What is disability hate crime?
Disability hate crimes and non-crime incidents are acts which target a victim because of the offender's hostility to a disabled person or disabled people in general.
So any incident or crime which is perceived by the victim to be a disability hate crime will be recorded as such. If the offender is to have a sentence enhanced by the court, then prosecutors must provide evidence to prove that hostility, but such proof is not required for recording purposes.
Hate crimes can be committed against a person or property.
You can see the UK shared definition of 'Monitored Hate Crime' here
The Equality Act, 2010 (EA) generally defines a disabled person as someone who has a physical or mental impairment that has a substantial and long-term adverse effect on his or her ability to carry out normal day-to-day activities.
The EA includes special rules that ensure that people with HIV, cancer and multiple sclerosis are deemed to be disabled people effectively from the point of diagnosis, rather than from the point when the condition has some adverse effect on their ability to carry out normal day-to-day activities.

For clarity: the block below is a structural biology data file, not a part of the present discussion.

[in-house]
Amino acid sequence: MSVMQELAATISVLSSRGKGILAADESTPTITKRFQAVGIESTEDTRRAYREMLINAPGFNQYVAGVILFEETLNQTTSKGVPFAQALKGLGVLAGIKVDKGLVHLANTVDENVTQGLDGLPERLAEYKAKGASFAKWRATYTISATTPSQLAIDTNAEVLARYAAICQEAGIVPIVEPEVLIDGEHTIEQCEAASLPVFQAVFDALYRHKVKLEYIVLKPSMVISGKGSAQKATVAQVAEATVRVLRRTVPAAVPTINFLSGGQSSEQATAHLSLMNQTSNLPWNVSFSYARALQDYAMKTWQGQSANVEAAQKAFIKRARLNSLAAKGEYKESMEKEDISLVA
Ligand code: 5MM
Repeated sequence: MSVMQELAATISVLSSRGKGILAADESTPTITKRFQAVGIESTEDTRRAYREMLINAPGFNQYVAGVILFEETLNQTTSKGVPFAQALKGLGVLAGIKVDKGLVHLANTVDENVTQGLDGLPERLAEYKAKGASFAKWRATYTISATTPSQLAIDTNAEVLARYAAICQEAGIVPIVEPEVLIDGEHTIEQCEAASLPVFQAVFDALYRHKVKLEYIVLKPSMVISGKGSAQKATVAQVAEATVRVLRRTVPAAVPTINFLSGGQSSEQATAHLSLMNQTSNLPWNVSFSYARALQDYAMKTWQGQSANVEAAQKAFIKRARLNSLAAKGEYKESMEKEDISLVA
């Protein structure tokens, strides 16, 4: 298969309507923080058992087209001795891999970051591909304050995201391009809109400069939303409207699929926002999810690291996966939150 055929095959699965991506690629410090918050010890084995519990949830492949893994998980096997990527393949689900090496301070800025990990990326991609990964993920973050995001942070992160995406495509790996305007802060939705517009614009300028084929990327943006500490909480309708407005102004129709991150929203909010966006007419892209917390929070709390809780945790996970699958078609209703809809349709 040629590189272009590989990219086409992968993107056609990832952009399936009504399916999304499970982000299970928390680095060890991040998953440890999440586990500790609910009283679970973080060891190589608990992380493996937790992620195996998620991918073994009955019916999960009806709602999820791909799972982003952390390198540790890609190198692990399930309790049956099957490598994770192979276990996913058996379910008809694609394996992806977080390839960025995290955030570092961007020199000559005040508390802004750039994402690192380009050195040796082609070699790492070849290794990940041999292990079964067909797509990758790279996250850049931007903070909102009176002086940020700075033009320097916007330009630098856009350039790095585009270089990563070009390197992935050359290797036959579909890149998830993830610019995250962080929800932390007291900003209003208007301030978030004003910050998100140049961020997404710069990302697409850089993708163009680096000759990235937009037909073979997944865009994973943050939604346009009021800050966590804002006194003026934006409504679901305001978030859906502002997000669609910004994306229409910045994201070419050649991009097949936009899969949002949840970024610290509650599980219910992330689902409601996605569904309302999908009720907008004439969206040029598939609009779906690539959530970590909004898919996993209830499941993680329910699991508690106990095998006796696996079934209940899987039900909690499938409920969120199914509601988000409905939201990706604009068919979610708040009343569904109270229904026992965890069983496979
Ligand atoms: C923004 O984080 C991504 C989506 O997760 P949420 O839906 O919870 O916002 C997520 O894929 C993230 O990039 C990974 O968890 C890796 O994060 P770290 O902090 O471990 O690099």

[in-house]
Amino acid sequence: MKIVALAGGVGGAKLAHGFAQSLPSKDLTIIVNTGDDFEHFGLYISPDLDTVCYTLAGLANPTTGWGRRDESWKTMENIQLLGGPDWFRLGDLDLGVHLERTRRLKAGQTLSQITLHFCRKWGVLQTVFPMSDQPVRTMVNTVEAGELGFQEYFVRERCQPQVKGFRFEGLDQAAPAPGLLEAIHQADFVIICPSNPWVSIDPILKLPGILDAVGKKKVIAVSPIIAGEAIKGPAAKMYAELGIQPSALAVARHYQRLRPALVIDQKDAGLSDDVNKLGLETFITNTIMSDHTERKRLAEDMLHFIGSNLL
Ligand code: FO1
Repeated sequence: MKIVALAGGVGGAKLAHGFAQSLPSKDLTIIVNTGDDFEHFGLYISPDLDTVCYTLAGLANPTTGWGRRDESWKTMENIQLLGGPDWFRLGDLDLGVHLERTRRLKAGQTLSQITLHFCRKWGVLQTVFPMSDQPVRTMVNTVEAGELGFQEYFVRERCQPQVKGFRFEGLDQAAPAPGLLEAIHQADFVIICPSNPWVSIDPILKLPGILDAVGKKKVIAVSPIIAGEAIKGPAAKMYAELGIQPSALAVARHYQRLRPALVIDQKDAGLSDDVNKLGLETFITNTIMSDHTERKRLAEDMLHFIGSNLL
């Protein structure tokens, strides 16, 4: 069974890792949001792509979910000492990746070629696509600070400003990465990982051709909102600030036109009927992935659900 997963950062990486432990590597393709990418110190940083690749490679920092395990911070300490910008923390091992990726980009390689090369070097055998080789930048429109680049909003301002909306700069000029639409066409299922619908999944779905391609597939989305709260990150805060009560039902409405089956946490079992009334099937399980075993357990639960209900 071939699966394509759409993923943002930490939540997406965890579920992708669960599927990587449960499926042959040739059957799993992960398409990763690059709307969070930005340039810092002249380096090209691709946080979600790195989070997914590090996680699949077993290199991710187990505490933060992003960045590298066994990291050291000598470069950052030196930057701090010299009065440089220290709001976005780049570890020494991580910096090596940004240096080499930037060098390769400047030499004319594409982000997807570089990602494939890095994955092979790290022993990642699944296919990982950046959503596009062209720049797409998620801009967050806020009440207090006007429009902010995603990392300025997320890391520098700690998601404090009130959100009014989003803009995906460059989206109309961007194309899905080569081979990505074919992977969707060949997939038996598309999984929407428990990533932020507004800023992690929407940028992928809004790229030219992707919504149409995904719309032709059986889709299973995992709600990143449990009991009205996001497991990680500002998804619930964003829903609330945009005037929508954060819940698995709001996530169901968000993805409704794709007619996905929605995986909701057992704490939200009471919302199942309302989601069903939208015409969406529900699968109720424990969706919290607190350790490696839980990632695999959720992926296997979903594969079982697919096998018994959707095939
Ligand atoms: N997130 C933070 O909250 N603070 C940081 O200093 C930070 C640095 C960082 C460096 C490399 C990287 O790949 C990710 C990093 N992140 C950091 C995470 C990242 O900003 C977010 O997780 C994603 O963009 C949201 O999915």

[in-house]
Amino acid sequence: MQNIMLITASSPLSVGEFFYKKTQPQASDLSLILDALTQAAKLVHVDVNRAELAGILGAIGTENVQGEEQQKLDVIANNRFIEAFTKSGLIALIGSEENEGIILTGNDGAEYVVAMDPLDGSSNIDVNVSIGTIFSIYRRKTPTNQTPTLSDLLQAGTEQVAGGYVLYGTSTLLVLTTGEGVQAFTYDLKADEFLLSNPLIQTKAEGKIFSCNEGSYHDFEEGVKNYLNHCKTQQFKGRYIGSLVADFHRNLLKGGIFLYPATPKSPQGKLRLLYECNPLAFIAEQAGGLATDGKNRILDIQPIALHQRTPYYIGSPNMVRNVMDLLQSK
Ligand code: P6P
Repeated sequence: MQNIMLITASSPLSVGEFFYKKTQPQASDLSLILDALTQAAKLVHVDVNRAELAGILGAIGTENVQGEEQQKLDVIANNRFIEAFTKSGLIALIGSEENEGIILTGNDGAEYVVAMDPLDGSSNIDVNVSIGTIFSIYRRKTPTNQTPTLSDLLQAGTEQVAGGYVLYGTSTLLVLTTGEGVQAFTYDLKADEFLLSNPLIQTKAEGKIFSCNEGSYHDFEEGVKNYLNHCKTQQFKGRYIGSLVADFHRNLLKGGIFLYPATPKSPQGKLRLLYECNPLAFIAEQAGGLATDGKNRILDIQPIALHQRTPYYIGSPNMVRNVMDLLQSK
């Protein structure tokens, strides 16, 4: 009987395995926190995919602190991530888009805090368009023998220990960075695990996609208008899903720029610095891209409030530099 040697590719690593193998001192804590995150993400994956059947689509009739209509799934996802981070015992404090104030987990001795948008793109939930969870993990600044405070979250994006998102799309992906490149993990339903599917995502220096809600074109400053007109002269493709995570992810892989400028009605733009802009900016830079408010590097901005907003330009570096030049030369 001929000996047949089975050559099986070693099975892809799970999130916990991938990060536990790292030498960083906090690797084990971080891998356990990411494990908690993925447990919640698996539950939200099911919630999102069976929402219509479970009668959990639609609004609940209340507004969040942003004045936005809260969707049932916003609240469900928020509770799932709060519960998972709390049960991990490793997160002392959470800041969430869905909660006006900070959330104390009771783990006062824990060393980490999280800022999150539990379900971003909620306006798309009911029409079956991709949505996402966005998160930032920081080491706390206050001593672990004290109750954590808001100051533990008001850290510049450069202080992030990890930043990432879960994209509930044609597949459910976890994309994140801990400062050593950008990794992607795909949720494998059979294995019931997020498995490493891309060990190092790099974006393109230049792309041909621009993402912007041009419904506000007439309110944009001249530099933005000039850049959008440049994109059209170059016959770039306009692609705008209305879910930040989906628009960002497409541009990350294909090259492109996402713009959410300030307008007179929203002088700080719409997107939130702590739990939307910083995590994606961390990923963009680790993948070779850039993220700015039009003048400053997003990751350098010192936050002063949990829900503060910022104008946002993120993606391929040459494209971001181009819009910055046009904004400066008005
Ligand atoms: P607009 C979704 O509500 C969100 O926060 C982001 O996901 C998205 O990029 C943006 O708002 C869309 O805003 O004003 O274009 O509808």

How can I report an incident?
Details on how to report an incident and what you can report is available on the 'Report a hate crime' page.
You may also be able to report incidents through the organisations listed on this website on the 'Organisations that can help' page.
By reporting it, you may be able to prevent these incidents from happening to someone else.
Disability hate crime: A guide for carers and supporters
The Police and their partners at the charity, Dimensions have produced a guide for people who support disabled victims. The guide gives lots of information to help keep people safe including how to spot signs of abuse and how to support the victim to get the service they are entitled to to prevent future abuse. You can download the guide here or get physical copies by contacting us.
How will the police and CPS treat disability hate crime?
The police and other criminal justice agencies consider all hate crime to be very serious, including disability hate crime. When a case is prosecuted, the courts can impose a stronger sentence under powers from the Criminal Justice Act 2003. This reflects the priority placed on these crimes. The Police have performance targets and measures in place to ensure the service they offer is of the highest standard.
The Crown Prosecution Service (CPS) is the organisation that takes cases through the court system. They have produced guidance on Racist and Religious Hate Crime that is available on the 'Prosecuting hate crimes' page of this website.